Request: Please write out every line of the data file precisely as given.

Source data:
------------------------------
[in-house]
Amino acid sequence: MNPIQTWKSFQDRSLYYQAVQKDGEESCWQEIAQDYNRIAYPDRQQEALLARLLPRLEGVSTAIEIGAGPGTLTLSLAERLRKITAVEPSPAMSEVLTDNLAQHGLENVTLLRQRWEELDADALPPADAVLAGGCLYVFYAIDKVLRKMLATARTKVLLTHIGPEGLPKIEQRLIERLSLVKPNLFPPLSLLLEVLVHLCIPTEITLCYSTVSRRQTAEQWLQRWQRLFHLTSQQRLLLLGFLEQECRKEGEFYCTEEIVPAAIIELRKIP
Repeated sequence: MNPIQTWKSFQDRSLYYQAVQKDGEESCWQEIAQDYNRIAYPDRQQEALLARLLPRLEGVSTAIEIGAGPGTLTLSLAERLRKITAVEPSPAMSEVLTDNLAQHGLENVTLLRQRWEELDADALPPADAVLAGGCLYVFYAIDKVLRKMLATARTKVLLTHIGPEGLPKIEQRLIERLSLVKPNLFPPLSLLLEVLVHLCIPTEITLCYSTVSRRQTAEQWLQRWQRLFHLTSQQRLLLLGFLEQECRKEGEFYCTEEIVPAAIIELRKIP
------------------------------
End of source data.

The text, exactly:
[in-house]
Amino acid sequence: MNPIQTWKSFQDRSLYYQAVQKDGEESCWQEIAQDYNRIAYPDRQQEALLARLLPRLEGVSTAIEIGAGPGTLTLSLAERLRKITAVEPSPAMSEVLTDNLAQHGLENVTLLRQRWEELDADALPPADAVLAGGCLYVFYAIDKVLRKMLATARTKVLLTHIGPEGLPKIEQRLIERLSLVKPNLFPPLSLLLEVLVHLCIPTEITLCYSTVSRRQTAEQWLQRWQRLFHLTSQQRLLLLGFLEQECRKEGEFYCTEEIVPAAIIELRKIP
Repeated sequence: MNPIQTWKSFQDRSLYYQAVQKDGEESCWQEIAQDYNRIAYPDRQQEALLARLLPRLEGVSTAIEIGAGPGTLTLSLAERLRKITAVEPSPAMSEVLTDNLAQHGLENVTLLRQRWEELDADALPPADAVLAGGCLYVFYAIDKVLRKMLATARTKVLLTHIGPEGLPKIEQRLIERLSLVKPNLFPPLSLLLEVLVHLCIPTEITLCYSTVSRRQTAEQWLQRWQRLFHLTSQQRLLLLGFLEQECRKEGEFYCTEEIVPAAIIELRKIP